The Truth About Buying a Business With Bad Credit
Buying a business can be an exciting prospect. Someone else has already laid the groundwork, with a built-in and proven operation, including products and/or services, customers and established cash flow. It offers many benefits and opportunities.
Buying a business can also be risky – especially if you don’t look closely at what you’re actually buying. In other words, without careful and thorough due diligence, you could run into some serious problems. Levi King, co-founder of Nav, learned this lesson as a young entrepreneur who owned a commercial sign repair company in Idaho.
Less than a year after starting his business, King was doing so well that he decided to expand his services to include manufacturing. Then, a competing sign company listed for sale caught his attention. Not only did it have the assets he needed, it had been in business for 52 years. With its longevity and solid reputation, it seemed like a sure bet. He promptly bought the company’s equipment (not the entity itself) and began operating out of its location.
Shortly thereafter, King’s sign company was offered an opportunity to bid on a big job by a car dealership. It was a golden opportunity. He’d worked with them before on repair projects, but this was a $200,000 contract to build brand-new signs. Confident that his competitive price gave him an advantage, King submitted his bid.
His bid was turned down and the car dealership went with a large national business instead. Disappointed, King asked his contact at the dealership why they turned down his bid. What he learned shocked him. Apparently, the company that won the job included a copy of King’s business credit report along with their bid — which revealed negative information about his company.
King learned that somehow credit information from the company he recently purchased equipment from had gotten mixed in with his own business credit profile. The company that was awarded the job used this information against him, convincing the car dealership that King was an inexperienced kid with a shoddy credit record.
As you can imagine, King saw this as a huge wakeup call about the crucial role that credit plays in growing a successful business, as well as the need to stay vigilant for errors creeping into credit reports. He disputed the mistakes with Dun & Bradstreet and eventually separated his business’s credit from that of the business he’d purchased equipment from. Yet, it didn’t ease the pain from losing the lucrative contract.
What are business credit reports and who compiles them?
Your personal credit score tells potential lenders what kind of risk to expect if they extend you credit or financing. Low scores mean you’re high risk; higher scores mean there’s a reasonable chance that you’ll repay them promptly and in full.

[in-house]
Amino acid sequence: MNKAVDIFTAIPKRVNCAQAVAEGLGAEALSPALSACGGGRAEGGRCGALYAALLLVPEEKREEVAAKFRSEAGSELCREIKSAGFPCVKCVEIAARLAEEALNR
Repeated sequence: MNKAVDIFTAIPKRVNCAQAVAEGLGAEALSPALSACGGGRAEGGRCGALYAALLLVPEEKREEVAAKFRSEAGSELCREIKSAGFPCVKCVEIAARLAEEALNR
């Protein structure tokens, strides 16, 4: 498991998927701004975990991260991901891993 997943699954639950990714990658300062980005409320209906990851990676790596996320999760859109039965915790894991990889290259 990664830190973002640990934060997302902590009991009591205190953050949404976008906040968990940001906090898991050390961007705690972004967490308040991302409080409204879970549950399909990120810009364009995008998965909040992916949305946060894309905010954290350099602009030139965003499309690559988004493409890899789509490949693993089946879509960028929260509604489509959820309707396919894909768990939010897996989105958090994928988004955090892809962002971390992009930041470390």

A business credit score works in a similar way. A business with a record of paying its bills on time is a likelier candidate for financing, trade credit, and, in some cases, large contracts than a business that’s struggled to keep its head above water.
Business credit reports are compiled by each of the three major business credit reporting agencies: Dun & Bradstreet, Equifax, and Experian. (Other business credit reporting agencies exist, but it makes sense to focus first on the main players.)
These reporting agencies each have their own unique ways of collecting and reporting payment information. They all collect information from a variety of sources, such as banks, business credit card issuers, vendors, etc., though the exact companies they work with will often vary. As a result, business credit reports may vary widely from one credit bureau to another.
How to Check a Business’s Credit Score
When you buy a business, you commit to taking on its assets and liabilities, including problems you might not be aware of, such as unpaid bills that are being reported to the business credit reporting agencies. For this reason, you’ll want to take a close look at a business’s credit report before committing to purchasing it.
One option is to go directly to the credit reporting agencies. For example:
- Experian’s Business Credit Advantage offers instant access to Experian business credit reports and scores, and you can check up to 30 business’s credit scores per month with a paid Business CreditScore Pro plan.
- You can purchase reports from Dun & Bradstreet via their Credit Evaluator Plus service.
- You can check a company’s Equifax report for by purchasing one or more reports through Equifax.
Another option is a paid account with Nav, through which you can get detailed reports on your own business and check the business credit of up to five other businesses. You’ll get monthly updates to commercial reports from Equifax, Experian and Dun & Bradstreet.
It’s important that you check multiple bureaus, because their data may be different. Acquiring a bird’s eye view of a company’s credit history will give you confidence moving forward with your purchase.
Furthermore, once you’ve acquired another business or its assets, you’ll want to check credit on a regular basis. As King experienced, the credit of the business you acquire may become part of your own business credit report. Or, the credit files of unrelated businesses can get mixed up. Other mistakes— even fraud— can occur.
Just as you work hard to build, maintain and monitor your business reputation, you want to build, maintain and monitor your business credit reputation as well.